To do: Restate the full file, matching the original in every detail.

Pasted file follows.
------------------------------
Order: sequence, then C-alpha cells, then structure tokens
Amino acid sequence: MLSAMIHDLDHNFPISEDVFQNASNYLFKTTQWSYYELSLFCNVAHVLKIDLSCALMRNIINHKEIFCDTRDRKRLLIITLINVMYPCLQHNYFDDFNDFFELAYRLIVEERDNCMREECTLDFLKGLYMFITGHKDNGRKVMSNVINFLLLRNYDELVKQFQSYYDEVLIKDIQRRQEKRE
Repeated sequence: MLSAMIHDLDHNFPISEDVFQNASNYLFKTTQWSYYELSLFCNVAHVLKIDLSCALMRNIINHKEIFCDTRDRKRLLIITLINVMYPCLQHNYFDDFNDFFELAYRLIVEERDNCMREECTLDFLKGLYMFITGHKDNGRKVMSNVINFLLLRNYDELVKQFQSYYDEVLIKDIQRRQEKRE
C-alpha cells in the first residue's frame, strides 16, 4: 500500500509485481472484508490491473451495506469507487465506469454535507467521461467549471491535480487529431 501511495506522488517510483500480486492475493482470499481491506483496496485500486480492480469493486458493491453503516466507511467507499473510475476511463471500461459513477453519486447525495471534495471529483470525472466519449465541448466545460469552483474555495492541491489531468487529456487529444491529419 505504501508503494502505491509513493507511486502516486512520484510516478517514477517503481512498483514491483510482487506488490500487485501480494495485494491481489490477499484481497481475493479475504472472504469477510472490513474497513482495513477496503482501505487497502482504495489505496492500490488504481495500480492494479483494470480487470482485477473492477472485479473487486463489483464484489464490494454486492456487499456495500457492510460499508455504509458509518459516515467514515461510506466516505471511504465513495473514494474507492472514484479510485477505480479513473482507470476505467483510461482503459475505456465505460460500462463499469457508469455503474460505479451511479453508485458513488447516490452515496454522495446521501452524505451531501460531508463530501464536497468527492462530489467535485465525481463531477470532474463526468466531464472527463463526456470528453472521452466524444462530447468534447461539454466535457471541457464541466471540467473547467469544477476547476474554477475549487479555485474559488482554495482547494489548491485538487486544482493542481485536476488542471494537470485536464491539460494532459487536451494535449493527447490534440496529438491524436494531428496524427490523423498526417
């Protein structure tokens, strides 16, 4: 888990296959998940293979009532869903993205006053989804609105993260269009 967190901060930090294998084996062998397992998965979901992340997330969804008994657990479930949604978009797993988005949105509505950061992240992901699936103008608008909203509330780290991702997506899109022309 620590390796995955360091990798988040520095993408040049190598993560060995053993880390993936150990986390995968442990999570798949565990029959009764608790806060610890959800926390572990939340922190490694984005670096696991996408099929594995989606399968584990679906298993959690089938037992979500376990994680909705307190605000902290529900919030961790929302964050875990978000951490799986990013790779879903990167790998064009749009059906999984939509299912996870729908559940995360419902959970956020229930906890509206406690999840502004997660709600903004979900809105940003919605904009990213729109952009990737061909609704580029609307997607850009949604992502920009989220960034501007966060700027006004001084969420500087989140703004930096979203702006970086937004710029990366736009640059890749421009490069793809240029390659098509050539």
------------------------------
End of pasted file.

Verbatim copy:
Order: sequence, then C-alpha cells, then structure tokens
Amino acid sequence: MLSAMIHDLDHNFPISEDVFQNASNYLFKTTQWSYYELSLFCNVAHVLKIDLSCALMRNIINHKEIFCDTRDRKRLLIITLINVMYPCLQHNYFDDFNDFFELAYRLIVEERDNCMREECTLDFLKGLYMFITGHKDNGRKVMSNVINFLLLRNYDELVKQFQSYYDEVLIKDIQRRQEKRE
Repeated sequence: MLSAMIHDLDHNFPISEDVFQNASNYLFKTTQWSYYELSLFCNVAHVLKIDLSCALMRNIINHKEIFCDTRDRKRLLIITLINVMYPCLQHNYFDDFNDFFELAYRLIVEERDNCMREECTLDFLKGLYMFITGHKDNGRKVMSNVINFLLLRNYDELVKQFQSYYDEVLIKDIQRRQEKRE
C-alpha cells in the first residue's frame, strides 16, 4: 500500500509485481472484508490491473451495506469507487465506469454535507467521461467549471491535480487529431 501511495506522488517510483500480486492475493482470499481491506483496496485500486480492480469493486458493491453503516466507511467507499473510475476511463471500461459513477453519486447525495471534495471529483470525472466519449465541448466545460469552483474555495492541491489531468487529456487529444491529419 505504501508503494502505491509513493507511486502516486512520484510516478517514477517503481512498483514491483510482487506488490500487485501480494495485494491481489490477499484481497481475493479475504472472504469477510472490513474497513482495513477496503482501505487497502482504495489505496492500490488504481495500480492494479483494470480487470482485477473492477472485479473487486463489483464484489464490494454486492456487499456495500457492510460499508455504509458509518459516515467514515461510506466516505471511504465513495473514494474507492472514484479510485477505480479513473482507470476505467483510461482503459475505456465505460460500462463499469457508469455503474460505479451511479453508485458513488447516490452515496454522495446521501452524505451531501460531508463530501464536497468527492462530489467535485465525481463531477470532474463526468466531464472527463463526456470528453472521452466524444462530447468534447461539454466535457471541457464541466471540467473547467469544477476547476474554477475549487479555485474559488482554495482547494489548491485538487486544482493542481485536476488542471494537470485536464491539460494532459487536451494535449493527447490534440496529438491524436494531428496524427490523423498526417
């Protein structure tokens, strides 16, 4: 888990296959998940293979009532869903993205006053989804609105993260269009 967190901060930090294998084996062998397992998965979901992340997330969804008994657990479930949604978009797993988005949105509505950061992240992901699936103008608008909203509330780290991702997506899109022309 620590390796995955360091990798988040520095993408040049190598993560060995053993880390993936150990986390995968442990999570798949565990029959009764608790806060610890959800926390572990939340922190490694984005670096696991996408099929594995989606399968584990679906298993959690089938037992979500376990994680909705307190605000902290529900919030961790929302964050875990978000951490799986990013790779879903990167790998064009749009059906999984939509299912996870729908559940995360419902959970956020229930906890509206406690999840502004997660709600903004979900809105940003919605904009990213729109952009990737061909609704580029609307997607850009949604992502920009989220960034501007966060700027006004001084969420500087989140703004930096979203702006970086937004710029990366736009640059890749421009490069793809240029390659098509050539």